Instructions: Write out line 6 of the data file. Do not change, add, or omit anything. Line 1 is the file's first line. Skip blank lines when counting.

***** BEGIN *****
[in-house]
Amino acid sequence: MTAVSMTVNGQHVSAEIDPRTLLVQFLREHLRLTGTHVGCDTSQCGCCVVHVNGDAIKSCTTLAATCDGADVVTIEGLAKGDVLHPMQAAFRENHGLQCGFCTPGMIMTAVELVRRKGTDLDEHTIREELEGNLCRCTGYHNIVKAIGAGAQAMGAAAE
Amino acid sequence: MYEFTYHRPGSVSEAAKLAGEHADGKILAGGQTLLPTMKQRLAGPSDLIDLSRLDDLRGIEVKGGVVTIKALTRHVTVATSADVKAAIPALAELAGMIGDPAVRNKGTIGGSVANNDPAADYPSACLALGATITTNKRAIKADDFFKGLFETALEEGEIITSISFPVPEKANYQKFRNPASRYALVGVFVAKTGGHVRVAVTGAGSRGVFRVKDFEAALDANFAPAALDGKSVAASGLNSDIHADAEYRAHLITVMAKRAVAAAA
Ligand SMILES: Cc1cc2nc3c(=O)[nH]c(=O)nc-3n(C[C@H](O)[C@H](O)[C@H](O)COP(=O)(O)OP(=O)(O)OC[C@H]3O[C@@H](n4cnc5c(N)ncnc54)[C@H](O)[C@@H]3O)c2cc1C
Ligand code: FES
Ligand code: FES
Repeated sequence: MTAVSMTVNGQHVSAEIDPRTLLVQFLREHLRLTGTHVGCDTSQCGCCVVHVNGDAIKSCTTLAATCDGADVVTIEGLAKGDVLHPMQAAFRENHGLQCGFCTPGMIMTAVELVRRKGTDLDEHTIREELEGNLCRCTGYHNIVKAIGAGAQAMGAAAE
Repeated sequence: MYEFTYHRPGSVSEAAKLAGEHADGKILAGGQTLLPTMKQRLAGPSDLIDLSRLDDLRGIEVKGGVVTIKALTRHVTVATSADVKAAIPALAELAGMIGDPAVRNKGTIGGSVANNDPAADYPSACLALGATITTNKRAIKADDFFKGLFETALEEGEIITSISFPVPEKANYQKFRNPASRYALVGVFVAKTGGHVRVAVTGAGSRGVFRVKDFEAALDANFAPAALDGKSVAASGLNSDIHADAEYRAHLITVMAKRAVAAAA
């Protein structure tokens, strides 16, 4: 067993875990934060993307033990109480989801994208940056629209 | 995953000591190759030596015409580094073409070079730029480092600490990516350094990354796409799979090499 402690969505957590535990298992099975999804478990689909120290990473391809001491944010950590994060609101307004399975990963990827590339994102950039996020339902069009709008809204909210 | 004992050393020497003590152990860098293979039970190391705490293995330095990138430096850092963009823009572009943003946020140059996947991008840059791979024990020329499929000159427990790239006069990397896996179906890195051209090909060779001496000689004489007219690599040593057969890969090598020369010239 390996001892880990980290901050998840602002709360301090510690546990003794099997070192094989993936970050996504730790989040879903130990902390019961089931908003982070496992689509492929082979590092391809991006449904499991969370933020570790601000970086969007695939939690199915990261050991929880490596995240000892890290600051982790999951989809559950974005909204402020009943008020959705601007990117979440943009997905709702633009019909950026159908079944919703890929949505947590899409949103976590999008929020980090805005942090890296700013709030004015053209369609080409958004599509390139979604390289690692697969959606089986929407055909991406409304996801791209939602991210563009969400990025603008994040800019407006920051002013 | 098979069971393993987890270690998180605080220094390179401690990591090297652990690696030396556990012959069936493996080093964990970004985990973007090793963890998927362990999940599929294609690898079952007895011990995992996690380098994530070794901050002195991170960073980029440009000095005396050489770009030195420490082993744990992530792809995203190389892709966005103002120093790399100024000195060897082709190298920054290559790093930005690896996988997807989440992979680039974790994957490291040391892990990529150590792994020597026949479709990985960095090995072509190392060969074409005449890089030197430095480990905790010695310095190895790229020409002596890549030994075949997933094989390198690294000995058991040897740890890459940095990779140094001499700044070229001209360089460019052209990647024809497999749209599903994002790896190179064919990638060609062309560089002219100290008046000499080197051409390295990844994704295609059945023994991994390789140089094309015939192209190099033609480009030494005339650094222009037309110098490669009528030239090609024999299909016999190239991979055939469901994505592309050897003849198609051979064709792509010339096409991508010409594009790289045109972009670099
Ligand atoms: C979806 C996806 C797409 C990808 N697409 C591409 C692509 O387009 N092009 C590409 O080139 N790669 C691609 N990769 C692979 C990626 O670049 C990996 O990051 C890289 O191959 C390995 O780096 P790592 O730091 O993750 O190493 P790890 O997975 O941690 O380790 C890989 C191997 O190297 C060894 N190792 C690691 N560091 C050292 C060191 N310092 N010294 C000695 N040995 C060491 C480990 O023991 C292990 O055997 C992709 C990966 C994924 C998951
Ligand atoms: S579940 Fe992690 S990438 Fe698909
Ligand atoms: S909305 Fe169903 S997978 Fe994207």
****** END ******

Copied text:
Ligand code: FES